MARKET WATCH: Recession fears reduce oil prices

Jan. 7, 2008
Crude futures prices fell more than $1 Jan. 4 in New York after the Department of Labor reported US unemployment climbed to 5% in December, up from 4.7% in November.

Sam Fletcher
Senior Writer

HOUSTON, Jan. 7 -- Crude futures prices fell more than $1 Jan. 4 in New York after the Department of Labor reported US unemployment climbed to 5% in December, up from 4.7% in November to the highest level in more than 2 years.

Labor officials also reported US employers created only 18,000 new jobs in December, the smallest increase since August 2003. The consensus among Wall Street analysts was for an increase of 70,000 new employees.

"This report was another signal reaffirming some investors' belief that the US could fall into a recession later this year, which would hurt oil demand," said analysts in the Houston office of Raymond James & Associates Inc. There's a growing expectation among some observers that members of the Organization of Petroleum Exporting Countries will agree at their Feb. 1 meeting in Vienna to increase production and ease price volatility. Others claim that is merely wishful thinking, however, since many OPEC officials continue to claim that markets are well supplied.

Meanwhile, despite losses on "the last day of a short trading week" in the New York market, the front-month contract for benchmark US light, sweet crudes was up $1.91/bbl for the week while North Sea Brent gained $2.91/bbl in the same period, said Olivier Jakob, managing director of Petromatrix GMBH, Zug, Switzerland. Heating oil, gasoline, and natural gas also ended the week at higher prices than when it started. As a result, Jakob said, "West Texas Intermediate is higher by $41.60/bbl from last year."

Oil, gas price forecasts
Raymond James analysts are predicting that crude prices will again exceed Wall Street's consensus in 2008. "The global oil markets must push oil prices high enough to slow global oil demand growth in a supply-constrained market," they said. Accordingly, Raymond James raised its forecast of crude prices to an average $90/bbl in 2008, up from a previous estimate of $80/bbl "to reflect a tightening, supply-constrained oil market." Analysts said, "Additionally, we are raising our 2009 forecast from $85/bbl to $100/bbl due to our belief that additional oil supplies will be even harder to find in 2009 and beyond."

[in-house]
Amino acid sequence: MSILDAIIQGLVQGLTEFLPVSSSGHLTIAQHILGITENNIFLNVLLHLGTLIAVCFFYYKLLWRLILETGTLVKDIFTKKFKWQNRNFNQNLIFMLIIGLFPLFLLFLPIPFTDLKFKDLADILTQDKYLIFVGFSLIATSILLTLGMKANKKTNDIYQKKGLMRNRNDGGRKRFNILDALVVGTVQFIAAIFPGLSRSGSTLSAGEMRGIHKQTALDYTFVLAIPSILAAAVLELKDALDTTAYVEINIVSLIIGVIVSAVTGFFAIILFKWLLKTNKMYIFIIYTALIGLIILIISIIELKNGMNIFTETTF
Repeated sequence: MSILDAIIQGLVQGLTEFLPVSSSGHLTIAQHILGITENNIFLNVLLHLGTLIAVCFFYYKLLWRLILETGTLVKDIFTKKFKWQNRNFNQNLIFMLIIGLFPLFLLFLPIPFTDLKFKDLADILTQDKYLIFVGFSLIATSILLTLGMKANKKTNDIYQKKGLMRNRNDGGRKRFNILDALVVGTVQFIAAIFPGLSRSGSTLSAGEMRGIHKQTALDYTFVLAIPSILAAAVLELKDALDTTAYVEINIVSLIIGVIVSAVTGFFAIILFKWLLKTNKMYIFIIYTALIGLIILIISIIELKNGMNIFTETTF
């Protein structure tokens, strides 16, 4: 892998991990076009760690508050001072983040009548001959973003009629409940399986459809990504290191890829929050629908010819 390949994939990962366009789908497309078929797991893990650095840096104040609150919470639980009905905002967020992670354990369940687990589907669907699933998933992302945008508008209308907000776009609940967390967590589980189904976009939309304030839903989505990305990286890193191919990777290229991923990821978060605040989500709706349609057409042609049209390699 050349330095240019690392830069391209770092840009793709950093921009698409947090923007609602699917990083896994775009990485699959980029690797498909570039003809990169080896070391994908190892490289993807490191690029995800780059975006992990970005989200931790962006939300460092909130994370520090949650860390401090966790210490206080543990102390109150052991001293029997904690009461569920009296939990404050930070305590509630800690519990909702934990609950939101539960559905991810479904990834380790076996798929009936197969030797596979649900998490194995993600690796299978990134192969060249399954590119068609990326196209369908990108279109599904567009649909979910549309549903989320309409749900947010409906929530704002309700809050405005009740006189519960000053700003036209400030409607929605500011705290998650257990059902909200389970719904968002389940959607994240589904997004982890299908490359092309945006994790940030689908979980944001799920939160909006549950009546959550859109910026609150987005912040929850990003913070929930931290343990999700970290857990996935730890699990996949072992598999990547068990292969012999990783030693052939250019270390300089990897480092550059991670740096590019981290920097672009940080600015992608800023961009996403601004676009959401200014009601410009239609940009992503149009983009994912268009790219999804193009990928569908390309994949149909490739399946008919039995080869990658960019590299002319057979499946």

Raymond James analysts noted continued strong growth in domestic gas production—"primarily Barnett shale and Rockies driven"—and increased LNG imports should again push US gas storage levels to record highs in 2008. Therefore, they said, "We believe 2008 gas prices will be even weaker than originally anticipated and are revising our 2008 US gas price forecast down from $7/Mcf to an average of $6.50/Mcf for the full year, the lowest since 2004. We are also initiating a 2009 price forecast of $7/Mcf. While US gas prices could remain relatively weak through 2009, the build-out of global gas infrastructure should eventually drive global gas prices closer to BTU parity (6:1 price ratio) over the next 5 years."

Energy prices
The February contract for benchmark US crudes dropped $1.27 to $97.91/bbl Jan. 4 on the New York Mercantile Exchange. The March contract lost $1.25 to $97.69/bbl. On the US spot market, WTI at Cushing, Okla., was down $1.27 to $97.92/bbl. Heating oil for February delivery fell 3.56¢ to $2.68/gal on NYMEX. The February contract for reformulated blend stock for oxygenate blending declined by 3.04¢ to $2.51/gal.

The February natural gas contract escalated by 16.7¢ to $7.84/MMbtu on NYMEX. On the US spot market, however, gas at Henry Hub, La., lost 35¢ to $7.53/MMbtu. Weather forecasts calling for another cold snap the middle of this month should support gas prices on NYMEX, analysts said.

In London, the February IPE contract for North Sea Brent crude dropped 81¢ to $96.79/bbl. Gas oil for January fell $14 to $846.50/tonne.

The average price for OPEC's basket of 12 reference crudes declined 27¢ to $93.67/bbl on Jan. 4. So far in the first week of 2008, OPEC's basket price has averaged $93.22/bbl, up from the previous record high average of $69.10/bbl for all of 2007.

Contact Sam Fletcher at [email protected].